Polls show the main reason people choose organic produce is to avoid pesticides. Wouldn’t it be nice if people were told the truth—that if they really want to avoid pesticides, there’s only one way: grow your own food.
But I have a better idea: stop worrying about pesticides. The truth is, both organic and conventionally grown food (which are nutritionally equal) are grown with pesticides, but this doesn’t mean you or your children are in danger. The Environmental Protection Agency constantly tests the produce sold in grocery stores to ensure that pesticide residues levels stay below what the EPA considers safe. In addition, the EPA regulates and monitors how farmers apply pesticides. So all along the food chain, there are checks built in to ensure the safety of consumers.
Just how miniscule are those pesticide residues that Seidenberg is so worried about? Well, here’s a visual that will give you a sense of the not-so-scary reality. My child would have to eat 1,500 servings of strawberries to reach the safe level of exposure. That’s right: he could sit down to a baby pool filled with strawberries and gorge all day and still wouldn’t hit a dangerous level of exposure. Now tell me again why my child eating three or four conventionally grown strawberries is a health risk? And why again do I have to spend two or three times more money for organic produce?
Neither GMOs Nor BPA Is Harmful
Revealing more of her penchant for conspiracy theories, Seidenberg catches a ride on the anti-GMOs bandwagon by first innocently asking: “what are GMOs?” then providing a thoroughly uninformed answer. Yet again revealing she’s a city girl, Seidenberg says (bracketed comments mine, obviously): “industrial farmers [what is an industrial farmer? She seems to like questions; maybe she can answer that one?] hope these GMO seed enable more crops to be successfully grown per square food of soil [Yes, that’s called yield, Ms. “I have a windowsill herb garden so I GET FARMING” Seidenberg, and for time immemorial, farmers—all farmers, not just those scary “industrial” farmers—have strived for a strong yield] thus making them more money [why do I think she has a closet full of Occupy Wall Street t-shirts?].”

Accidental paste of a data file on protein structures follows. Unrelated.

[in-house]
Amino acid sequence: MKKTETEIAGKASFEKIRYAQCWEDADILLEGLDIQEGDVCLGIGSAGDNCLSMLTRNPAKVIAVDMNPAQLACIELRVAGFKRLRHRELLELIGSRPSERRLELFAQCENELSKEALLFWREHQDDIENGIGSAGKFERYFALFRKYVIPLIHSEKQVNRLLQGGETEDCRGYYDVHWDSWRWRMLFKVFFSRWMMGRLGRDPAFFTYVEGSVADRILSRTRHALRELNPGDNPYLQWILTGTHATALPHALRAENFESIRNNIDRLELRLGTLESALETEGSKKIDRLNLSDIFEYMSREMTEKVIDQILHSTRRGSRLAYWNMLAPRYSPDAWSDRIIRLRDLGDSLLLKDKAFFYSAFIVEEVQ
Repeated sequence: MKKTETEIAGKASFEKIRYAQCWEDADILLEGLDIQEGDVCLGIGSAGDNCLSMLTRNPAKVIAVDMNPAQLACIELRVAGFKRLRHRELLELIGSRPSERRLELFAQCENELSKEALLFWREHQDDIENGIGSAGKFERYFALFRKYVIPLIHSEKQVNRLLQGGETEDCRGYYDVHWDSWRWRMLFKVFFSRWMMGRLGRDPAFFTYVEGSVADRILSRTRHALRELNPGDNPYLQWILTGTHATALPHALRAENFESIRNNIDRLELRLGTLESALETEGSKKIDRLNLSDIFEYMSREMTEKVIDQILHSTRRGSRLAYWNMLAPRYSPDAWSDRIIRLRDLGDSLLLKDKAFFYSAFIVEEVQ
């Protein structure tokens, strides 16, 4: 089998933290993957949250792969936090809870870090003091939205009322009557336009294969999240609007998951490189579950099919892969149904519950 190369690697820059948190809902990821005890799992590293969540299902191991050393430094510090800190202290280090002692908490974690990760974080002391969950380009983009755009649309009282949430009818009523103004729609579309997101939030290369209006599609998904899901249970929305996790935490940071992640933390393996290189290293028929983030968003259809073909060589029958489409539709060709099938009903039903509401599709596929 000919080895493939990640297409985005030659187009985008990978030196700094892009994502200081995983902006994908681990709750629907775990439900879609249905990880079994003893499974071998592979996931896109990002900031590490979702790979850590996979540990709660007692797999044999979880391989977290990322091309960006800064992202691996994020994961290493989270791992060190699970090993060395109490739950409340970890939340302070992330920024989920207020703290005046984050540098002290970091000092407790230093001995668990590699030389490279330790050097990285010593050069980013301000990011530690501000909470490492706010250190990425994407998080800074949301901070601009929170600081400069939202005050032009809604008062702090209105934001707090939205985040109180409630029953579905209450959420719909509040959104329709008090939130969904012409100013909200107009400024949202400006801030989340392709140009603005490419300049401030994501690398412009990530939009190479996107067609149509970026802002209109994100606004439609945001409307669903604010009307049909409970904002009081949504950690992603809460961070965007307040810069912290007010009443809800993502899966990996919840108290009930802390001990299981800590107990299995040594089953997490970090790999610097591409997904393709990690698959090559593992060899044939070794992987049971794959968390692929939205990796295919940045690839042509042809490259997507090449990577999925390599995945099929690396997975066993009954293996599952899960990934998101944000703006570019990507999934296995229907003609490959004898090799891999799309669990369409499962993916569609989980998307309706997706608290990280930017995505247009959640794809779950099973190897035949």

Seidenberg concludes her irrational anti-GMO propaganda by blandly saying (with no link to scientific evidence, natch) “there are unanswered questions as to the safety of foods that come from GMOs.” Except there really aren’t any questions that remain about the safety of GMOs because after thousands of tests on GMOs, there hasn’t been one reported or documented case of GMOs causing any harm to any human or animal. We can pretend this is all still a big question, but the scientists who work on these issues know differently.
To complete the triumvirate of fear, Seidenberg delves into toxicology, giving us her thoughts on Bisphenol-A—that boogeyman of chemicals that led to a cottage industry of BPA-free products thanks to unfounded claims by environmental activists. Seidenberg claims (again, no link to any study) that “BPA in plastic containers seep into food and beverages” yet fails to mention the reassuring fact that hundreds of peer-reviewed studies show this “seepage” results in such low doses of BPA that it has no impact on the human body and that the trace levels of BPA one might ingest while eating a can of chicken noodle soup is metabolized and extracted quickly (through sweat and urine) and doesn’t stick around to do anything.
Seidenberg also clearly missed the latest news from European Food Safety Authority, which just released a comprehensive re-evaluation of BPA, finding that the chemical poses no risk to consumers of any age group, including unborn children, infants, and adolescents at current exposure levels. The agency also stated that exposure to BPA from food and a range of other potential sources (dust, cosmetics, and thermal paper) “is considerably under the safe level.”
Seidenberg probably means well. Her organization has a noble goal—to provide people with resources so they can make better decisions about the food their children are eating. But Seidenberg should remember she owes her audience accurate, scientifically sound information about food.
Seidenberg’s piece is riddled with questions. Perhaps she should spend a little more time asking some—instead of presenting herself as an expert with the answers. More importantly, she should ease up on the mom shaming and get back to a simple message about food: eat nutritiously.